Generally, a license is required to practice as a veterinarian. Rules regarding the issuance of a license vary from state to state. In some states a license will be issued on passing an examination conducted for the same, or if a person possesses the educational requirements laid out in the relevant state statutes.
The Board of Veterinary Medical Examiners of a State has the right to determine whether the school from which an applicant received his/her diploma was in good standing at the time of its issuance[i].
Regulations relating to the educational qualifications necessary to obtain a license to practice veterinary medicine are different from state to state. They have been upheld by the courts in most states. Generally, it is required that a diploma of an applicant for a license must have been granted by a recognized college and it should satisfy certain standards required by the examining board or by any other authorized body. It has been considered a lawful requirement in most states.
Certain state statutes provide for issuance of a license to any person who is a graduate from a recognized college or veterinary department of any university or agricultural college approved by the U.S. Bureau of Animal Industry and who is a resident elector of the state at the time of passage of a statute[ii]. However, it has been held by courts that regulations providing for two sets of licensing on the basis of possession of a certain educational qualification for practicing as a veterinarian are invalid. It was held so in a situation where the statute required only passing an examination conducted for a license[iii].
A state veterinary board may not be authorized to impose an accreditation requirement where the statutory requirements for a person to practice veterinary medicine were laid out differently. Where the requirements for a license were satisfactory proof that s/he is of good character and standing to file an application in statutory form along with prescribed fees and present him/her before the board for examination upon the various branches of veterinary science and practice, no additional requirement is to be satisfied.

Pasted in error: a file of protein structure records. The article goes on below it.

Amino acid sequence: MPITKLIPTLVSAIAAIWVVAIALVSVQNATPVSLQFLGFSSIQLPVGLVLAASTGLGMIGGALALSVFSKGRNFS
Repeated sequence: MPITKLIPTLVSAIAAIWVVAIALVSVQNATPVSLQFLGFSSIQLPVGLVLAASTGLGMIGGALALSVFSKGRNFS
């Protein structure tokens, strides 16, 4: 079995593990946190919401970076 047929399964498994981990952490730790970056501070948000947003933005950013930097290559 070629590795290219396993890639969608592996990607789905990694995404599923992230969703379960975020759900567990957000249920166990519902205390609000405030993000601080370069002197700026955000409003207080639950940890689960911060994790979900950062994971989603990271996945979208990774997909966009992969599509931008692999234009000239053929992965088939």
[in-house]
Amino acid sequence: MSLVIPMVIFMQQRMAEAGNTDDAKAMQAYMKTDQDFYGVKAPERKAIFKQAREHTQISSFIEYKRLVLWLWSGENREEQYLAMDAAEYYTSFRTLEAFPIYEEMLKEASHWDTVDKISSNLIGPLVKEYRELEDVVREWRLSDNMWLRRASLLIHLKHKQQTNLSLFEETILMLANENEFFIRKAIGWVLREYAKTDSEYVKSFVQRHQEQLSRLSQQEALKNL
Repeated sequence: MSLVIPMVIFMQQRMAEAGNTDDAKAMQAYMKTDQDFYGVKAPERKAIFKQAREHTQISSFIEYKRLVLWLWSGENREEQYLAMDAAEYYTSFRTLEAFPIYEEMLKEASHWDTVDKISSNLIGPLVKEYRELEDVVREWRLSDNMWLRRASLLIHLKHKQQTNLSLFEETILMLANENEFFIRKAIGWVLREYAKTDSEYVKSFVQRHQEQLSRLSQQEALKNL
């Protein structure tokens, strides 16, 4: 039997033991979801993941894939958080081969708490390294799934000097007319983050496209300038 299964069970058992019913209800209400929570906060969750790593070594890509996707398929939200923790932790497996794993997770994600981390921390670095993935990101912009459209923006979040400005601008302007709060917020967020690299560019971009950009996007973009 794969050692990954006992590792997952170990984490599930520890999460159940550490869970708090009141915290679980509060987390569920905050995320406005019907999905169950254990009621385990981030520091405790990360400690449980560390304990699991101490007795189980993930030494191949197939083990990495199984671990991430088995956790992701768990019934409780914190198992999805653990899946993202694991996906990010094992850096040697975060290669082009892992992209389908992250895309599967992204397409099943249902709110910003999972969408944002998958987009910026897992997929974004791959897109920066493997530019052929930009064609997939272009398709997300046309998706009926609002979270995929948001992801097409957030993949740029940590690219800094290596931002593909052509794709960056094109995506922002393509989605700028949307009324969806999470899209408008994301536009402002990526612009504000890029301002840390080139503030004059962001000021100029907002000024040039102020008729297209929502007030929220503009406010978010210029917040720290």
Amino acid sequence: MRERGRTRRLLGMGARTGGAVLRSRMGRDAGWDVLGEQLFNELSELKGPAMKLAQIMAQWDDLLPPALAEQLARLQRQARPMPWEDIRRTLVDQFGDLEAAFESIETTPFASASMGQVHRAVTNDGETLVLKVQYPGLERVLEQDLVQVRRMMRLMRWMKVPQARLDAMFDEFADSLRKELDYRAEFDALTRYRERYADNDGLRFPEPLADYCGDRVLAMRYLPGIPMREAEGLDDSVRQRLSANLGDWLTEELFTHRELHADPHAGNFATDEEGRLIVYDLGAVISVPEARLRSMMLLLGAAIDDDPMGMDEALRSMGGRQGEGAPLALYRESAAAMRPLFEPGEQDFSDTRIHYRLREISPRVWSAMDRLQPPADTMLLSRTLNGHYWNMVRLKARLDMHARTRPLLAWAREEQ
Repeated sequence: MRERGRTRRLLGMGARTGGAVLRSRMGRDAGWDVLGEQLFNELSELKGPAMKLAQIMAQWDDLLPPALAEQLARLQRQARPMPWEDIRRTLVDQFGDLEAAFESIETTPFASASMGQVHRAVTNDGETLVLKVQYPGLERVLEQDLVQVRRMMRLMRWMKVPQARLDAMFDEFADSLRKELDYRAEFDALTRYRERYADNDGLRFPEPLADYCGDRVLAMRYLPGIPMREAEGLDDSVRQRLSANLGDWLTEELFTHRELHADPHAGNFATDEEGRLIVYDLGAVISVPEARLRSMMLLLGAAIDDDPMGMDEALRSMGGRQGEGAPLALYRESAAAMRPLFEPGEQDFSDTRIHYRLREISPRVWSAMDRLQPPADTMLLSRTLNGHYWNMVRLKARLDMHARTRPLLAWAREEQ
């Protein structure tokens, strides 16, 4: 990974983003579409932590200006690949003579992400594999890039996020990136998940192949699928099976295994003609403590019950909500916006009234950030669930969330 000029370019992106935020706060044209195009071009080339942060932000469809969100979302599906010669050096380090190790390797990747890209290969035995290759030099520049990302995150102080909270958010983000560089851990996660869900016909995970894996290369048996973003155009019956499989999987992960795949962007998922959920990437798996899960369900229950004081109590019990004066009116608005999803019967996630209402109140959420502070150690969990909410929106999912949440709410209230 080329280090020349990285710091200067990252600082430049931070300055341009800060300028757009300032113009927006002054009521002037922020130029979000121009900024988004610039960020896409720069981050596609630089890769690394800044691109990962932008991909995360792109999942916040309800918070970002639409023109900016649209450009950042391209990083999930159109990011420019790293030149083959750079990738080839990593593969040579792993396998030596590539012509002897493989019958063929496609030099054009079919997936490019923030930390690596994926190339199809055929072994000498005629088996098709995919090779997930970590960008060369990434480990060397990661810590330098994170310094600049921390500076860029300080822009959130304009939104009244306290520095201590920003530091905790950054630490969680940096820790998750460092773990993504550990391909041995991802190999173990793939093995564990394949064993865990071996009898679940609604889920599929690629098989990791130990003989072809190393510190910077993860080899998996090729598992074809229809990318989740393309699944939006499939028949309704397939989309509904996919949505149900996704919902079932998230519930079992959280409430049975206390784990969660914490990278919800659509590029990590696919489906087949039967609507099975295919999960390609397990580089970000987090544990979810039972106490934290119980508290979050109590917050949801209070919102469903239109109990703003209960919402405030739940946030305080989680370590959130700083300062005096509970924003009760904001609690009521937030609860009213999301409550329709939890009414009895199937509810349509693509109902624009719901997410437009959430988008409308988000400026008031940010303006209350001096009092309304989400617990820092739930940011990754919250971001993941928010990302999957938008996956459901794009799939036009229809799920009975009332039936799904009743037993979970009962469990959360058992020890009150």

Examination and licensing has been prescribed for the practice of veterinarian for the public interest. Legislation and regulations with regard to the practice of veterinarians has been upheld by courts. Licensing of a person in one state does not necessarily waive another state’s licensing requirement.
A state has the power to waive the requirements for a license in an instance where a person possesses sufficient experience in the practice as a veterinarian. A person who has sufficient knowledge, skill, and competence may be permitted to continue his/her practice by giving exemption from the requirement of attending an examination for license.
A state has also the power to make statutes for revocation of a license of a veterinarian. It has to be done reasonably and is subject to judicial review. The revocation of a license may be made when s/he is convicted of moral turpitude, or in the case of malpractice or on commission of any other unlawful activities relating to practice[iv].
Different courts have taken different views with regard to an action against unlawful practice. It has been held that an action cannot be maintained by a veterinary association and that individual licensed veterinarians may not bring an action to enjoin the illegal practice of veterinary medicine[v]. A state veterinary board may commence an action against a veterinarian who practices without a license.
[i] Cooper v. State Bd. of Veterinary Medical Examiners, 114 N.J.L. 10 (Sup. Ct. 1934).
[ii] Meads v. Human, 84 Okla. 82 (Okla. 1921).
[iii] Kramer v. State Bd. of Veterinary Medical Examiners, 55 So. 2d 93 (La.App. 1 Cir. 1951).
[iv] Bell v. Bd. of Regents, 295 N.Y. 101 (N.Y. 1946).
[v] New Hampshire Bd. of Registration in Optomery v. Scott Jewelry Co., 90 N.H. 368 (N.H. 1939).